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Richie was my first and greatest inspiration as an alto player. When I met him, it was life-changing. I remember every minute. He was so kind to me, and helped me find new places in myself and in music to explore. He also helped me get my altissimo chops together. I really owe him a great debt of gratitude and would love to have the opportunity to tell him so.
 

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Discussion Starter #8
Jason DuMars said:
Richie was my first and greatest inspiration as an alto player. When I met him, it was life-changing. I remember every minute. He was so kind to me, and helped me find new places in myself and in music to explore. He also helped me get my altissimo chops together. I really owe him a great debt of gratitude and would love to have the opportunity to tell him so.
He was also extremely kind to me. He wandered into a club where I was jamming, while he was in town to do a concert (which I'd attended earlier), and took me under his wing for a couple of days, for no reason other than kindness and that I wasn't afraid to talk to him (all the other musicians hung back). I learned a lot from him in a short time. A real sweetheart. And his show was a killer!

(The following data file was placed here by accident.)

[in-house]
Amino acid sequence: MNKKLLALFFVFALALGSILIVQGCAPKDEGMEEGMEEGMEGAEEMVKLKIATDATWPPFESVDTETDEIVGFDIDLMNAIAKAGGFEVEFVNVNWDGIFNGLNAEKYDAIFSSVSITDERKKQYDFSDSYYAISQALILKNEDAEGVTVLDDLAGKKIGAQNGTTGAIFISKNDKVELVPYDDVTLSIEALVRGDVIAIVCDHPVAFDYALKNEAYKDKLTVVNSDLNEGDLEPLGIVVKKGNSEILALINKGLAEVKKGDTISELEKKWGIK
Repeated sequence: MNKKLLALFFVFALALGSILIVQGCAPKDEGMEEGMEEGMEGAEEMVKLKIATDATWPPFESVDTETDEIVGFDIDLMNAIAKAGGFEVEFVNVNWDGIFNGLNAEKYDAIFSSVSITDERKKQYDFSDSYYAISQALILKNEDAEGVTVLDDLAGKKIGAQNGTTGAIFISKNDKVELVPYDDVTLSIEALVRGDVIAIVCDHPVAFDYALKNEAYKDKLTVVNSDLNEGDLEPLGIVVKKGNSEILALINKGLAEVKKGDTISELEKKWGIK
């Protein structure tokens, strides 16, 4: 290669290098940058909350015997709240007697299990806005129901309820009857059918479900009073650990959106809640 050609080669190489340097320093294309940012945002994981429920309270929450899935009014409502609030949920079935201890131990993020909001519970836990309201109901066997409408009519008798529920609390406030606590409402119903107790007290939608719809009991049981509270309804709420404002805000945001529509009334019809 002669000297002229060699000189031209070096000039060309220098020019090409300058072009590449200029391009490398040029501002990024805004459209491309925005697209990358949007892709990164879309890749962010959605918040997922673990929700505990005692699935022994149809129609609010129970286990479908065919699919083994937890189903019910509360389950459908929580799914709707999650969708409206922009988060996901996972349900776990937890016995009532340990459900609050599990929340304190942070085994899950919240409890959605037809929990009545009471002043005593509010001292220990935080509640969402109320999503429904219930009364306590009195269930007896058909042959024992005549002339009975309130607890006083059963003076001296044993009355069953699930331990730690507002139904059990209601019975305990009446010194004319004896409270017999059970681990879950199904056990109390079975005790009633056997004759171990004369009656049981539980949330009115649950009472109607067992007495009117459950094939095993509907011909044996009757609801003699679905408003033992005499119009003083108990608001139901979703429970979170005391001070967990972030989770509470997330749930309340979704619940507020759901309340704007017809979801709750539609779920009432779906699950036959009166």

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Is it true that he is a big hotshot?
 

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Discussion Starter #10
Martinman said:
Is it true that he is a big hotshot?
Uhhh . . . I'm not sure what you mean. You mean has attitude? Not at all (not in my presence anyway) -- I found him both accessible and humble. Do you mean is he famous? Sure (for a sax player:D ).
 

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Reedsplinter said: